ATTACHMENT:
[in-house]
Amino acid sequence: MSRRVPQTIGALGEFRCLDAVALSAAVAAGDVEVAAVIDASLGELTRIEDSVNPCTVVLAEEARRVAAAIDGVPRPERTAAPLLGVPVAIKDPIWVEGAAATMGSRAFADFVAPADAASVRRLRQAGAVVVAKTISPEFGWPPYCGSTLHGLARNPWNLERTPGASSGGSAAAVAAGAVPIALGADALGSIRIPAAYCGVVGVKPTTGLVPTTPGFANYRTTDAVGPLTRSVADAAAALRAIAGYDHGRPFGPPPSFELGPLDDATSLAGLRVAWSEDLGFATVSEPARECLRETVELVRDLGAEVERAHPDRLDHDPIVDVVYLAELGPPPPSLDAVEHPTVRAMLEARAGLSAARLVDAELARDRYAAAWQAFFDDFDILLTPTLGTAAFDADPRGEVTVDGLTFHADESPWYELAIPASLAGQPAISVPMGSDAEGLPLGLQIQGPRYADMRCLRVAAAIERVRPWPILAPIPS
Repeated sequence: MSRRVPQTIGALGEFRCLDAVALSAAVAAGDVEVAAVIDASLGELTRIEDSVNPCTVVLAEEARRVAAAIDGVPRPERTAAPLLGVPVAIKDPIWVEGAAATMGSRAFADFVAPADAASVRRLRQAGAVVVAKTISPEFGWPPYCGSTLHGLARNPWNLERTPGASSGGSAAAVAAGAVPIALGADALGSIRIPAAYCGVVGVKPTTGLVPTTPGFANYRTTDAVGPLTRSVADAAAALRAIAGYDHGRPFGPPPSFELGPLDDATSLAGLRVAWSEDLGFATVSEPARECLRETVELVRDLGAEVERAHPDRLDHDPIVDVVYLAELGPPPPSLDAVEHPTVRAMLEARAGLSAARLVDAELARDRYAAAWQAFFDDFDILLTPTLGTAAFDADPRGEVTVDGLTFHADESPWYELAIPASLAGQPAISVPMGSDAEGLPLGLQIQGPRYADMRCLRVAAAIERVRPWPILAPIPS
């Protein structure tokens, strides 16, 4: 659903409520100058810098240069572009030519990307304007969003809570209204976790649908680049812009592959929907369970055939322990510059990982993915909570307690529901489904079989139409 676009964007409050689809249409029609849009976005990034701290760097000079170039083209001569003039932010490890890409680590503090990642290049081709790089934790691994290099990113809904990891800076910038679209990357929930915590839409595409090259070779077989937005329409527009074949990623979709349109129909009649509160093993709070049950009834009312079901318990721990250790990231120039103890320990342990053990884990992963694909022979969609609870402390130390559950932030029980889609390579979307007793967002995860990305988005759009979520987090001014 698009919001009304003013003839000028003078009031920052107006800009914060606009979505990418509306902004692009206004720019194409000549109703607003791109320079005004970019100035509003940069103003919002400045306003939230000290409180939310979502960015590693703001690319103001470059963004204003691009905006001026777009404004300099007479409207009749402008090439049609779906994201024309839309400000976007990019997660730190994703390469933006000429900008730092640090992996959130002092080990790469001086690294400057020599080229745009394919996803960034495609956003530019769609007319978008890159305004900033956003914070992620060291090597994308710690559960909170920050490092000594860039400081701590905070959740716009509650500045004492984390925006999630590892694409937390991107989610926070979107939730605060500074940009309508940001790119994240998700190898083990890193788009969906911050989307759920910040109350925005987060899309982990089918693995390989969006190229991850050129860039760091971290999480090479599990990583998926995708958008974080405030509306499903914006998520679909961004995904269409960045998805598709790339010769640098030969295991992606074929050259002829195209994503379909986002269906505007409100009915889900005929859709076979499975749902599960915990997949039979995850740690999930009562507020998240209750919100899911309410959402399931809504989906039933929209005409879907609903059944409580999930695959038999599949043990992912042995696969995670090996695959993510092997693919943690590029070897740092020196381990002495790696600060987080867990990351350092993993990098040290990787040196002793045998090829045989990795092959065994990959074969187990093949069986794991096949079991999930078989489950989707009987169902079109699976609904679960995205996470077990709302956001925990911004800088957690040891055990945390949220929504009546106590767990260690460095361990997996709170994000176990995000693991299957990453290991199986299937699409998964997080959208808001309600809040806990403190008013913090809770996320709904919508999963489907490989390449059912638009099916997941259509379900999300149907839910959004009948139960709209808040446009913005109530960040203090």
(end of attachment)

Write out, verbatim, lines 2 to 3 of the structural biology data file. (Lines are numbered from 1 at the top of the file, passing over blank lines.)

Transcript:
Amino acid sequence: MSRRVPQTIGALGEFRCLDAVALSAAVAAGDVEVAAVIDASLGELTRIEDSVNPCTVVLAEEARRVAAAIDGVPRPERTAAPLLGVPVAIKDPIWVEGAAATMGSRAFADFVAPADAASVRRLRQAGAVVVAKTISPEFGWPPYCGSTLHGLARNPWNLERTPGASSGGSAAAVAAGAVPIALGADALGSIRIPAAYCGVVGVKPTTGLVPTTPGFANYRTTDAVGPLTRSVADAAAALRAIAGYDHGRPFGPPPSFELGPLDDATSLAGLRVAWSEDLGFATVSEPARECLRETVELVRDLGAEVERAHPDRLDHDPIVDVVYLAELGPPPPSLDAVEHPTVRAMLEARAGLSAARLVDAELARDRYAAAWQAFFDDFDILLTPTLGTAAFDADPRGEVTVDGLTFHADESPWYELAIPASLAGQPAISVPMGSDAEGLPLGLQIQGPRYADMRCLRVAAAIERVRPWPILAPIPS
Repeated sequence: MSRRVPQTIGALGEFRCLDAVALSAAVAAGDVEVAAVIDASLGELTRIEDSVNPCTVVLAEEARRVAAAIDGVPRPERTAAPLLGVPVAIKDPIWVEGAAATMGSRAFADFVAPADAASVRRLRQAGAVVVAKTISPEFGWPPYCGSTLHGLARNPWNLERTPGASSGGSAAAVAAGAVPIALGADALGSIRIPAAYCGVVGVKPTTGLVPTTPGFANYRTTDAVGPLTRSVADAAAALRAIAGYDHGRPFGPPPSFELGPLDDATSLAGLRVAWSEDLGFATVSEPARECLRETVELVRDLGAEVERAHPDRLDHDPIVDVVYLAELGPPPPSLDAVEHPTVRAMLEARAGLSAARLVDAELARDRYAAAWQAFFDDFDILLTPTLGTAAFDADPRGEVTVDGLTFHADESPWYELAIPASLAGQPAISVPMGSDAEGLPLGLQIQGPRYADMRCLRVAAAIERVRPWPILAPIPS